duan jian, pattern welded (River Jian)

#1
This one is still in progress (there is a longer thread in the Custom Knives forum showing the process).

Here is the guard, made by Charles Wu. The handle is just rough shaped at present.











Scabbard is also only roughed out.

However, the blade is done!



here is a shot of the River pattern.



The tip. It is a little pointer now than it was in this photo.



Blade is 21.5" long, 1.25" wide, and .27" thick at forte. Tang is 10" long.



More to come...
thanks for looking.

kc
 
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bubba-san

Well-Known Member
#4
Good luck . I know it gets exciting when it all comes together . That's when you take your time and think about the blade... visualize what it will look like . Its my little meditation thing . The slower I go the better piece I make .


I am quite sure everyone has their own blade mojo. Your blade looks to have a real nice " Chinese look" Some folks don't think about correctness when calling a blade " something" yours is spot on.
 
#5
Been awhile, but I am still working on this one. Almost done. Hopefully over the next 3 days I will finish.


Here I am sawing the lines to then chisel between for an mounting for the scabbard slide.



Cleaning up the area.


Using a Braun Block (from Ed) to sand the sheath. 100 grit paper and good backing, to get all the dips and stuff out.


These sheaths have a central ridge for most of the length that transitions to an oval near the chape.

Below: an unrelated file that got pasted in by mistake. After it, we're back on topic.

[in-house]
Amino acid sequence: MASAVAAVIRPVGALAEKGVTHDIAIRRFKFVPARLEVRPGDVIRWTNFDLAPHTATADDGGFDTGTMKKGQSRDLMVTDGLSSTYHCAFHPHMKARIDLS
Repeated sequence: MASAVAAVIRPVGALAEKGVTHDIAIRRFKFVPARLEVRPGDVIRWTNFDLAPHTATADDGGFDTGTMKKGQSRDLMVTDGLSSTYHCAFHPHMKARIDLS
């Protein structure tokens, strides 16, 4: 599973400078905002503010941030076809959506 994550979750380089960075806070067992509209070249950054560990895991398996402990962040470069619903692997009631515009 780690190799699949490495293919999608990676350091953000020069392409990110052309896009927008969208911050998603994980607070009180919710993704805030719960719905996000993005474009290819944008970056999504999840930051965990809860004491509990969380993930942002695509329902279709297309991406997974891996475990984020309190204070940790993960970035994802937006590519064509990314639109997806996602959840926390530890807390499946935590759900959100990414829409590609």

Vise with neoprene on the jaws in a bullet vise, Braun block to sand.



More fitting of chape.



You can see the marks, where wood needs to be removed (and sometimes exactly opposite of there).


I soft-soldered (stay-brite) a hidden pin made from a copper nail into the guard. This is to make ultra-sure that the guard can't rattle, come what may.



Matching pinhole on the handle. Normally, you braze a ring to the guard, and then have the handle come inside that. This can keep the guard from moving. But, with these fittings, there wasn't enough room to use a ring like that, and have a tang that was very wide/thick. Therefore, I abandoned the ring, and you can see even the wood doesn't take up room on the sides of the handle. That leaves max room for tang, and the pin will take care of making doubly-certain that the guard can not rattle.


Surface prep for epoxying scabbard slide.




I feel like a criminal every time I do something like this, but I just had to put a pin through Charle's beautiful chape.

http://i579.photobucket.com/albums/ss231/thor2888/River Sword wip Duan Jian/IMG_2302.jpg

That's it for now. The sheath is fully polished, and now the scabbard slide and chape are attached. I just need to put a couple more layers of tung oil on it.

I also need to polish the handle, wrap some leather cord around the scabbard slide to make it more secure, do the final polish and etch, and epoxy and pin the handle.

That is it. Not much, really.

Thanks for looking. Will be done soon.
Comments welcomed, as always.

kc
 

bubba-san

Well-Known Member